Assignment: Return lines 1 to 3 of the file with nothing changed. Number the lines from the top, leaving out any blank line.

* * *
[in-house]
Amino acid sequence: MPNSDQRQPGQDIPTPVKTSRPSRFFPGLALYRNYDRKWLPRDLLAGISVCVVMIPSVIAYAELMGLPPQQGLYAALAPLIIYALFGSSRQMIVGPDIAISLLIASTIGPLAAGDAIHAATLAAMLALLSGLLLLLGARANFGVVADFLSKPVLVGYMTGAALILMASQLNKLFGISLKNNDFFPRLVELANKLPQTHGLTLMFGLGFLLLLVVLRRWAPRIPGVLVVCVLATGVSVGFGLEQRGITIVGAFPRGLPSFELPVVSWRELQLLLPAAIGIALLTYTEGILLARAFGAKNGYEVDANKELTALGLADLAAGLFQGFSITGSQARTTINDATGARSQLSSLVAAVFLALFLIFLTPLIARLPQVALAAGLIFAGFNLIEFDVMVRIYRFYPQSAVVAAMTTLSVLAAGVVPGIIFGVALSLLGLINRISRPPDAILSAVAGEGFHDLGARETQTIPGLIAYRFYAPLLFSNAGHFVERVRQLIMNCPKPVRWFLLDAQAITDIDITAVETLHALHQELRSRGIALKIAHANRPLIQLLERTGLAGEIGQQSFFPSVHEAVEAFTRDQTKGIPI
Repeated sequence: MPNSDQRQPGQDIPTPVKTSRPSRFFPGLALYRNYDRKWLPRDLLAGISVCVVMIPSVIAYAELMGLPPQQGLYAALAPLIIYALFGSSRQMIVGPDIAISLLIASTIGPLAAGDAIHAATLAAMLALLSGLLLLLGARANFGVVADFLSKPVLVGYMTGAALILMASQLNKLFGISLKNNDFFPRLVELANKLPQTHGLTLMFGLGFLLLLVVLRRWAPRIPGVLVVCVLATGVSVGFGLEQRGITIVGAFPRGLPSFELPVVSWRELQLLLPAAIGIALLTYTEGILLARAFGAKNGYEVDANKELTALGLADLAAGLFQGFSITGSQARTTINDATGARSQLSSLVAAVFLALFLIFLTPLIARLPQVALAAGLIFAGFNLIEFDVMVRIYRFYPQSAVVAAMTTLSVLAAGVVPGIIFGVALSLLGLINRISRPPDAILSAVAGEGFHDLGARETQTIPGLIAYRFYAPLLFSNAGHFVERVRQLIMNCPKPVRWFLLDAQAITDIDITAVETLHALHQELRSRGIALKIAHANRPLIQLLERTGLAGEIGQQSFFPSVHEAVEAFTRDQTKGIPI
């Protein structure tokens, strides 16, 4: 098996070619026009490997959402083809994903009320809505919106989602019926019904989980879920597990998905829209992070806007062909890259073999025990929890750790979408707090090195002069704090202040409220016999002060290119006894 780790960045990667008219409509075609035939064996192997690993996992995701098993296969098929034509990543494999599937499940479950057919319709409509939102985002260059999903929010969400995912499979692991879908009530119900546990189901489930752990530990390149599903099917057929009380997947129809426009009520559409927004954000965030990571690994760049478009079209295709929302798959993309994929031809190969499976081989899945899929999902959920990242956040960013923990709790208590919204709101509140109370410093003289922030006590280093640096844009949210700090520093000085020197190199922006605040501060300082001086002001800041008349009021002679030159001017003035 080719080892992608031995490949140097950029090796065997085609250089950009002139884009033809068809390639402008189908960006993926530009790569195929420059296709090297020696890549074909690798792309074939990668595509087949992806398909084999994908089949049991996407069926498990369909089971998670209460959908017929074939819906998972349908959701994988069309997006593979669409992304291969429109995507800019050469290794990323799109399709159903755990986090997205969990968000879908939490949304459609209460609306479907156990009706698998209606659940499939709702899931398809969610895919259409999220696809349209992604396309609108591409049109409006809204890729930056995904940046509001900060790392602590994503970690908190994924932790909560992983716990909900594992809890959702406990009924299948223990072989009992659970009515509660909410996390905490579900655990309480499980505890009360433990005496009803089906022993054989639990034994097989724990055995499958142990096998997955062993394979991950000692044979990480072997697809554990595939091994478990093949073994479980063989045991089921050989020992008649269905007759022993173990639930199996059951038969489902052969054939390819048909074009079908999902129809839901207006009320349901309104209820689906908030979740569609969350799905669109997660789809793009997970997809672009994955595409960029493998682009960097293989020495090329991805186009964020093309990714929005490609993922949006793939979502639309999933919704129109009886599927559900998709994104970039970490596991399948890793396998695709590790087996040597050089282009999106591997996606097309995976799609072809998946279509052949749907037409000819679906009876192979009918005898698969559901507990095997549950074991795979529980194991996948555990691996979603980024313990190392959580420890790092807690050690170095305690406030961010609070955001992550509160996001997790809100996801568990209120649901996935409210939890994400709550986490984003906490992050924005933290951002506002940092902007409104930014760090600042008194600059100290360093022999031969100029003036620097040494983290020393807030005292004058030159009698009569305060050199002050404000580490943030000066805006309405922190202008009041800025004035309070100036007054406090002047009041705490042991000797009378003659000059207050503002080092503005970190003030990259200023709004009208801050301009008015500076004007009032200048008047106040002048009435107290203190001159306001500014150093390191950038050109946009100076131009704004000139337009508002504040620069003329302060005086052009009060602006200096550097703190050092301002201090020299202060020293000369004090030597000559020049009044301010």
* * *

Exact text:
[in-house]
Amino acid sequence: MPNSDQRQPGQDIPTPVKTSRPSRFFPGLALYRNYDRKWLPRDLLAGISVCVVMIPSVIAYAELMGLPPQQGLYAALAPLIIYALFGSSRQMIVGPDIAISLLIASTIGPLAAGDAIHAATLAAMLALLSGLLLLLGARANFGVVADFLSKPVLVGYMTGAALILMASQLNKLFGISLKNNDFFPRLVELANKLPQTHGLTLMFGLGFLLLLVVLRRWAPRIPGVLVVCVLATGVSVGFGLEQRGITIVGAFPRGLPSFELPVVSWRELQLLLPAAIGIALLTYTEGILLARAFGAKNGYEVDANKELTALGLADLAAGLFQGFSITGSQARTTINDATGARSQLSSLVAAVFLALFLIFLTPLIARLPQVALAAGLIFAGFNLIEFDVMVRIYRFYPQSAVVAAMTTLSVLAAGVVPGIIFGVALSLLGLINRISRPPDAILSAVAGEGFHDLGARETQTIPGLIAYRFYAPLLFSNAGHFVERVRQLIMNCPKPVRWFLLDAQAITDIDITAVETLHALHQELRSRGIALKIAHANRPLIQLLERTGLAGEIGQQSFFPSVHEAVEAFTRDQTKGIPI
Repeated sequence: MPNSDQRQPGQDIPTPVKTSRPSRFFPGLALYRNYDRKWLPRDLLAGISVCVVMIPSVIAYAELMGLPPQQGLYAALAPLIIYALFGSSRQMIVGPDIAISLLIASTIGPLAAGDAIHAATLAAMLALLSGLLLLLGARANFGVVADFLSKPVLVGYMTGAALILMASQLNKLFGISLKNNDFFPRLVELANKLPQTHGLTLMFGLGFLLLLVVLRRWAPRIPGVLVVCVLATGVSVGFGLEQRGITIVGAFPRGLPSFELPVVSWRELQLLLPAAIGIALLTYTEGILLARAFGAKNGYEVDANKELTALGLADLAAGLFQGFSITGSQARTTINDATGARSQLSSLVAAVFLALFLIFLTPLIARLPQVALAAGLIFAGFNLIEFDVMVRIYRFYPQSAVVAAMTTLSVLAAGVVPGIIFGVALSLLGLINRISRPPDAILSAVAGEGFHDLGARETQTIPGLIAYRFYAPLLFSNAGHFVERVRQLIMNCPKPVRWFLLDAQAITDIDITAVETLHALHQELRSRGIALKIAHANRPLIQLLERTGLAGEIGQQSFFPSVHEAVEAFTRDQTKGIPI